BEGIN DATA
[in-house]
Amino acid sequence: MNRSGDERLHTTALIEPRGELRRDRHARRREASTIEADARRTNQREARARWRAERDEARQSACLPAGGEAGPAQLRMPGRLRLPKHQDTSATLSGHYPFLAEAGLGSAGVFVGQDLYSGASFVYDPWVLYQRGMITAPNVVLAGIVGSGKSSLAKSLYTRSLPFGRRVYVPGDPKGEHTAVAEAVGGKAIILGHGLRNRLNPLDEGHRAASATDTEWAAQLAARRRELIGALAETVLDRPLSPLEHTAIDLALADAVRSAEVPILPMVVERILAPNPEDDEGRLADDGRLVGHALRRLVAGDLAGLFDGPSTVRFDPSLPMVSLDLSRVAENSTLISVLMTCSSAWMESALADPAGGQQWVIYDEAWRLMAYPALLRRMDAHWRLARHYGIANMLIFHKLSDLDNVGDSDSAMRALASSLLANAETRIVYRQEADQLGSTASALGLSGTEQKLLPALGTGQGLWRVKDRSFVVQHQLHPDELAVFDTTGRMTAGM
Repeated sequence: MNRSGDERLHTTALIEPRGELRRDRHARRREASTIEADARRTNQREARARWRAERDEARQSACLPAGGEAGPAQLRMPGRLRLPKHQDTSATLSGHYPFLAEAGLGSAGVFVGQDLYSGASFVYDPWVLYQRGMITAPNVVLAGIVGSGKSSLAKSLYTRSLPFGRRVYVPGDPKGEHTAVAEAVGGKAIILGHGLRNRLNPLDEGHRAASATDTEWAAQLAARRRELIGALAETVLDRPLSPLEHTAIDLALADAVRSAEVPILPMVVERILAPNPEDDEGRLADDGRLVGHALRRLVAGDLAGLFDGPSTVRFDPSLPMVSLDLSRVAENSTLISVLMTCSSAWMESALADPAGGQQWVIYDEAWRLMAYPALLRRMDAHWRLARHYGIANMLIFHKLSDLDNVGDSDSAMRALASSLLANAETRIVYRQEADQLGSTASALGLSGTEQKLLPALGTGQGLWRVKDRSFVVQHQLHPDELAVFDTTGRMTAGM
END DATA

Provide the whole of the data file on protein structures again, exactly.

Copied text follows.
[in-house]
Amino acid sequence: MNRSGDERLHTTALIEPRGELRRDRHARRREASTIEADARRTNQREARARWRAERDEARQSACLPAGGEAGPAQLRMPGRLRLPKHQDTSATLSGHYPFLAEAGLGSAGVFVGQDLYSGASFVYDPWVLYQRGMITAPNVVLAGIVGSGKSSLAKSLYTRSLPFGRRVYVPGDPKGEHTAVAEAVGGKAIILGHGLRNRLNPLDEGHRAASATDTEWAAQLAARRRELIGALAETVLDRPLSPLEHTAIDLALADAVRSAEVPILPMVVERILAPNPEDDEGRLADDGRLVGHALRRLVAGDLAGLFDGPSTVRFDPSLPMVSLDLSRVAENSTLISVLMTCSSAWMESALADPAGGQQWVIYDEAWRLMAYPALLRRMDAHWRLARHYGIANMLIFHKLSDLDNVGDSDSAMRALASSLLANAETRIVYRQEADQLGSTASALGLSGTEQKLLPALGTGQGLWRVKDRSFVVQHQLHPDELAVFDTTGRMTAGM
Repeated sequence: MNRSGDERLHTTALIEPRGELRRDRHARRREASTIEADARRTNQREARARWRAERDEARQSACLPAGGEAGPAQLRMPGRLRLPKHQDTSATLSGHYPFLAEAGLGSAGVFVGQDLYSGASFVYDPWVLYQRGMITAPNVVLAGIVGSGKSSLAKSLYTRSLPFGRRVYVPGDPKGEHTAVAEAVGGKAIILGHGLRNRLNPLDEGHRAASATDTEWAAQLAARRRELIGALAETVLDRPLSPLEHTAIDLALADAVRSAEVPILPMVVERILAPNPEDDEGRLADDGRLVGHALRRLVAGDLAGLFDGPSTVRFDPSLPMVSLDLSRVAENSTLISVLMTCSSAWMESALADPAGGQQWVIYDEAWRLMAYPALLRRMDAHWRLARHYGIANMLIFHKLSDLDNVGDSDSAMRALASSLLANAETRIVYRQEADQLGSTASALGLSGTEQKLLPALGTGQGLWRVKDRSFVVQHQLHPDELAVFDTTGRMTAGM